As reported in the last edition of The Climate Report, a number of youth-oriented
nonprofit advocacy groups have filed a lawsuit in the name of minor
children against the federal government alleging breach of the
government's fiduciary duty under the "public trust
doctrine" to regulate greenhouse gas emissions. Alec L. v.
Jackson, No. 1:11-cv-02235-RLW (D.D.C). The plaintiffs seek a
court order requiring the defendants to reduce carbon dioxide
emissions, such that global carbon dioxide emissions will peak by
the end of 2012 and decline by at least 6 percent per year
beginning in 2013.
There was a flurry of motions in the fall of 2011, culminating
with the U.S. District Court for the Northern District of
California granting the defendants' motion to transfer the case
to the U.S. District Court for the District of Columbia on December
6, 2011. When the case was transferred, several unresolved motions
were pending: (i) the plaintiffs' motion for issuance of a
preliminary injunction; (ii) the defendants' motion to dismiss
the complaint; (iii) a motion by the National Association of
Manufacturers ("NAM") to intervene in the case,
accompanied by a proposed motion to dismiss; and (iv) the
plaintiffs' motion to strike NAM's proposed opposition to
the plaintiffs' motion for preliminary injunction.
Activity continued after the case was transferred. On March 5,
2012, a group of individual companies and trade associations filed
another motion to intervene. In that motion, the potential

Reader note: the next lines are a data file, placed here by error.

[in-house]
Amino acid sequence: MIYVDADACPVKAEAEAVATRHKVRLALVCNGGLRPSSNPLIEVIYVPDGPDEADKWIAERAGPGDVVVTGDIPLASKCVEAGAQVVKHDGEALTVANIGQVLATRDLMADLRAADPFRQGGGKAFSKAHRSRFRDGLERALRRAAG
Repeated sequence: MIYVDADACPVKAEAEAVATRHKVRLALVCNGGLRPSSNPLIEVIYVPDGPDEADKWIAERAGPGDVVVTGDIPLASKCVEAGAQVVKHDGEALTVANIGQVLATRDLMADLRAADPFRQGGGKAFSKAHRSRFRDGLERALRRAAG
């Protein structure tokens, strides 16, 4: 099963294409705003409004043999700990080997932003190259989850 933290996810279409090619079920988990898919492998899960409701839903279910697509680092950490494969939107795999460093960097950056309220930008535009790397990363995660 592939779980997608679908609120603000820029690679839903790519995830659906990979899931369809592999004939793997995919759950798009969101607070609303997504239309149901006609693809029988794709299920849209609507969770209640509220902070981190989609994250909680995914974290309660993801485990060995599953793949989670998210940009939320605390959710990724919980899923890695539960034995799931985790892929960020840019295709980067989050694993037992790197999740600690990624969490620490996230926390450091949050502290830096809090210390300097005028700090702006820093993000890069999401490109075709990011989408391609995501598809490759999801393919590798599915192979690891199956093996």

intervenors argued that any relief granted to the plaintiffs
requiring the government defendants to set greenhouse gas emissions
standards would impose considerable costs on the intervenors (or
their members) to retrofit their vehicles and equipment to meet
such standards, which could cause many of those businesses to shut
their doors. The potential intervenors also argued that the
government defendants and NAM could not adequately defend their
interests because the government defendants are not businesses with
business interests, and NAM's members have different business
interests than the intervenors.
In addition, the potential intervenors filed a proposed motion
to dismiss the complaint, arguing that the complaint (i) failed to
state a claim upon which relief can be granted; (ii) asserted
claims that were displaced by the Clean Air Act; and (iii)
presented a nonjusticiable political question.
On April 2, 2012, Judge Robert Wilkins granted the motions to
intervene after hearing oral argument from the parties. At the
hearing, Judge Wilkins also set a briefing schedule for the
defendants' motion to dismiss, with arguments on May 11, 2012,
and stayed the plaintiffs' motion for preliminary injunction
pending the resolution of the motion to dismiss.
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